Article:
Archived Discussion

This is discussion archived from a time before the current discussion method was installed.



Violet:I removed
  • Heroes', uh, Hiro, proves he can be as vengeful as any villain when he leaves Adam in the grave, knowing that Adam cannot die due to his regenerative abilities, and will forever be entombed alive.
Given what we know of Clare's powers and Peter's copy of them, Adam probably will die of suffocation, he'll just come back to life if someone ever digs him up.

INH: The online comics have Adam suffocating and regenerating over and over again. Don't ask me how that works, but that means that this still counts.

Twin Bird: Linking to Mind Rape as "worse than rape" kind of seems like asking for it, doesn't it?

Lale: Asking for what?

Earnest: I'm guessing here, but it might be asking for someone to come in and say "How dare you say a fictional torture is worse than a very real and life shattering harm?!" Cue gnashing of teeth and tearing of clothes. Mind you, I'm all for the links' inclusion, my guess is Twin Bird is worried some may find the comparison offensive. =shrug=

lale: I actually never saw it as fictional torture but symbolic of the real torture.

Peteman: I remember an episode of Star Trek the Next Generation, they come across an uninhabitable planet with an artificial habitation area created for a man a bunch of aliens accidentally abducted. They created the area using a certain book as a template as an apology for killing his friends and stranding him alone. However, what makes this a fate worse than death is that they have limited understanding of human psyche and tastes, so what they thought was a guide to preferred human lifestyles was actually a poorly written, plot hole riddled, cliche storm filled with one dimensional characters and a Deus Ex Machina ending. The man said in his diary that although he did not hold any contempt for the aliens for what they did, he was going to welcome death when it happened.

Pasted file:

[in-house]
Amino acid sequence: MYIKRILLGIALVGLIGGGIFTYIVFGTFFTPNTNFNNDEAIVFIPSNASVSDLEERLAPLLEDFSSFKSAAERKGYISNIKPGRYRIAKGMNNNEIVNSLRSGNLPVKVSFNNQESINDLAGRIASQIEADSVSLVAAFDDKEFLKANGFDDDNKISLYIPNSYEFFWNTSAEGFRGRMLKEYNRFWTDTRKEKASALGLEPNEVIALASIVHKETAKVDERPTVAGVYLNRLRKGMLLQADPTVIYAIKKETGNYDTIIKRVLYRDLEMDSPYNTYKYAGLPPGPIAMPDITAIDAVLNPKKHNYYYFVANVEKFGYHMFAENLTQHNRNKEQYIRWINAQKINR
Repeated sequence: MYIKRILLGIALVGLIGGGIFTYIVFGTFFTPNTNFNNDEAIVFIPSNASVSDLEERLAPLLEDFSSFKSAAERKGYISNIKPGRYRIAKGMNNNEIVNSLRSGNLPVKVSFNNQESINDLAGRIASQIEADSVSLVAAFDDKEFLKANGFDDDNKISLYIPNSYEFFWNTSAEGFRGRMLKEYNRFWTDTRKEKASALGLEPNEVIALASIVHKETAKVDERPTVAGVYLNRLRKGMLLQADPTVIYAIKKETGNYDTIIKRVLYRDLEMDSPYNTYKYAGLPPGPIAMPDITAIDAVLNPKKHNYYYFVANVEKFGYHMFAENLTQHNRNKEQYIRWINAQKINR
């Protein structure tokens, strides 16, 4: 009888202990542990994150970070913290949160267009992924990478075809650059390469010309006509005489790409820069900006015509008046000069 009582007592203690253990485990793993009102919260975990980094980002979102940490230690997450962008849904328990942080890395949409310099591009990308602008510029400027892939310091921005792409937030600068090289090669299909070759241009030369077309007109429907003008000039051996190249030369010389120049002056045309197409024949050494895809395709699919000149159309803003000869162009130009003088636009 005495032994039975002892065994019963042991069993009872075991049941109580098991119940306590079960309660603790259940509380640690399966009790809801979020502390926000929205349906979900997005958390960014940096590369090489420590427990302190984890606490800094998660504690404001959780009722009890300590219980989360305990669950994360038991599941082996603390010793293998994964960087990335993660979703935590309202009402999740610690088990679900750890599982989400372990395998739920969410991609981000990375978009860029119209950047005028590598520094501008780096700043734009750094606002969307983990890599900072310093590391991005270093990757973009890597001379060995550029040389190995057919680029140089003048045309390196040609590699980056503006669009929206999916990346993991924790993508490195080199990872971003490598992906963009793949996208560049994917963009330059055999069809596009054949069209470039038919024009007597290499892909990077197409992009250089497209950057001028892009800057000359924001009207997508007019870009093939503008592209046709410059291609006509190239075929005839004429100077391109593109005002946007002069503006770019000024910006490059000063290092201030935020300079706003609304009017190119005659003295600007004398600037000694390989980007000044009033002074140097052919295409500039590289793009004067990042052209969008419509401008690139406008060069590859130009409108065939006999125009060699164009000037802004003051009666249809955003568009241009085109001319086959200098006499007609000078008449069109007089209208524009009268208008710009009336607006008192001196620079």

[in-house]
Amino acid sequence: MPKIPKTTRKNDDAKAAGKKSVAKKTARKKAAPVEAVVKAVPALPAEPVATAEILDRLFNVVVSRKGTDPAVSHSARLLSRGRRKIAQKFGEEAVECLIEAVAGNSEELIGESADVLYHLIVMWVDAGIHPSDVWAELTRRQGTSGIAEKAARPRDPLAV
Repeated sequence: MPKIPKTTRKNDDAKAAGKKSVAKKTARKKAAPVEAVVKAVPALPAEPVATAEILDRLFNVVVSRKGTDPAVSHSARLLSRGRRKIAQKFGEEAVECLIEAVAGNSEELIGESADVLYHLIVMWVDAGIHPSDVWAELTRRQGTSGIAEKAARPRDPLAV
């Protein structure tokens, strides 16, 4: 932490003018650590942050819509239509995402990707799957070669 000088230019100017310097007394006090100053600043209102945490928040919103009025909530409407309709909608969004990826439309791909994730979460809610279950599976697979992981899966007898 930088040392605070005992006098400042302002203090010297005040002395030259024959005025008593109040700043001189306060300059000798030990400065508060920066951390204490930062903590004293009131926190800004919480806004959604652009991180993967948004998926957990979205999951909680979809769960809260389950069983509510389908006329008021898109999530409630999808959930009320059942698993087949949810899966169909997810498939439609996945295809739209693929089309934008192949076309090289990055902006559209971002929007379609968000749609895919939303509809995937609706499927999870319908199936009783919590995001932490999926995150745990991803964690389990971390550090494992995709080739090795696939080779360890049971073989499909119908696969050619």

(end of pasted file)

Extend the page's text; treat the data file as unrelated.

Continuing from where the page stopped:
Earin: I'm not sure whether these fit, but in lots of episodes of things involving time travel, such as JLU's That Once and Future Thing, and an episode of The Outer Limits, the eeebil creator of the technology, when the reset button is pushed, is left trapped in a very short time loop, doomed to repeat the same action over and over again for ever.

Haven: I want to edit this page to include the following:

  • Parodied in Futurama; when the characters are being rapidly de-aged, Farnsworth explains that if this keeps up, "we'll keep getting younger until we suffer a fate worse than death: pre-life! Then death."

...but I also really, really don't want to see that Avatar spoiler. So someone else do it please, or alternatively, I'll just wait until August.

Meems: Ugh. I read the Avatar spoiler before realising what it was. Honestly people, the episode hasn't AIRED yet, it shouldn't be used for examples. (And I'll add the Futurama example for you, Haven.)
That Other 1 Dude: Disputed
  • In the end of Avatar: The Last Airbender, Fire Lord Ozai is denied an honourable death in combat. Instead, Aang removes his bending, he's ridiculed by a bunch of kids, and he's thrown in solitary confinement, making one wonder how Aang could have possibly thought this was more merciful than death. Also, Azula has a complete mental breakdown once she is defeated, though Word of God has said she may possibly recover.

Seriously, how the hell are not having bending anymore, facing a moderate amount of ridicule, and getting life in jail with your own private cell and a mental breakdown worse than death?

Lale: See Avatar The Last Airbender Discussion.